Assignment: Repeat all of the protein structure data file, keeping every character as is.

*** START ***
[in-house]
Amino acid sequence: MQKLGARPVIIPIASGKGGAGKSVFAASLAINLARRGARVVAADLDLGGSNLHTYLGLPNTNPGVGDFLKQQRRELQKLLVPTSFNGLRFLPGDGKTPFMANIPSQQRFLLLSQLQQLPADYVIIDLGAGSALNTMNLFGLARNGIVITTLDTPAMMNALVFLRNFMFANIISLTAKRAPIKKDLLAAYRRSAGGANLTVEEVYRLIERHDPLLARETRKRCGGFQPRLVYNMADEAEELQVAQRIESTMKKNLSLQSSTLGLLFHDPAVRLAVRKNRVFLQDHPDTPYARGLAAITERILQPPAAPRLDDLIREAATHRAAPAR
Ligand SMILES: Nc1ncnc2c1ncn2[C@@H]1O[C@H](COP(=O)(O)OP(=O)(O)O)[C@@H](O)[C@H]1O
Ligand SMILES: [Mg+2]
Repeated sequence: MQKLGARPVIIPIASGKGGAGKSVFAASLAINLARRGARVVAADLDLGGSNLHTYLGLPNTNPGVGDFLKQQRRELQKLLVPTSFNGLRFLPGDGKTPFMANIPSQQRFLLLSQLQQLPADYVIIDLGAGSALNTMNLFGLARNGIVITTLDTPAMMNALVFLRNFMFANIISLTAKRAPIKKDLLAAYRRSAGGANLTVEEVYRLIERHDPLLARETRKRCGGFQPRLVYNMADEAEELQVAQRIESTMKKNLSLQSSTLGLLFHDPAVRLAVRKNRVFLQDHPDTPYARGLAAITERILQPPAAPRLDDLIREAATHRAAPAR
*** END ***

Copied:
[in-house]
Amino acid sequence: MQKLGARPVIIPIASGKGGAGKSVFAASLAINLARRGARVVAADLDLGGSNLHTYLGLPNTNPGVGDFLKQQRRELQKLLVPTSFNGLRFLPGDGKTPFMANIPSQQRFLLLSQLQQLPADYVIIDLGAGSALNTMNLFGLARNGIVITTLDTPAMMNALVFLRNFMFANIISLTAKRAPIKKDLLAAYRRSAGGANLTVEEVYRLIERHDPLLARETRKRCGGFQPRLVYNMADEAEELQVAQRIESTMKKNLSLQSSTLGLLFHDPAVRLAVRKNRVFLQDHPDTPYARGLAAITERILQPPAAPRLDDLIREAATHRAAPAR
Ligand SMILES: Nc1ncnc2c1ncn2[C@@H]1O[C@H](COP(=O)(O)OP(=O)(O)O)[C@@H](O)[C@H]1O
Ligand SMILES: [Mg+2]
Repeated sequence: MQKLGARPVIIPIASGKGGAGKSVFAASLAINLARRGARVVAADLDLGGSNLHTYLGLPNTNPGVGDFLKQQRRELQKLLVPTSFNGLRFLPGDGKTPFMANIPSQQRFLLLSQLQQLPADYVIIDLGAGSALNTMNLFGLARNGIVITTLDTPAMMNALVFLRNFMFANIISLTAKRAPIKKDLLAAYRRSAGGANLTVEEVYRLIERHDPLLARETRKRCGGFQPRLVYNMADEAEELQVAQRIESTMKKNLSLQSSTLGLLFHDPAVRLAVRKNRVFLQDHPDTPYARGLAAITERILQPPAAPRLDDLIREAATHRAAPAR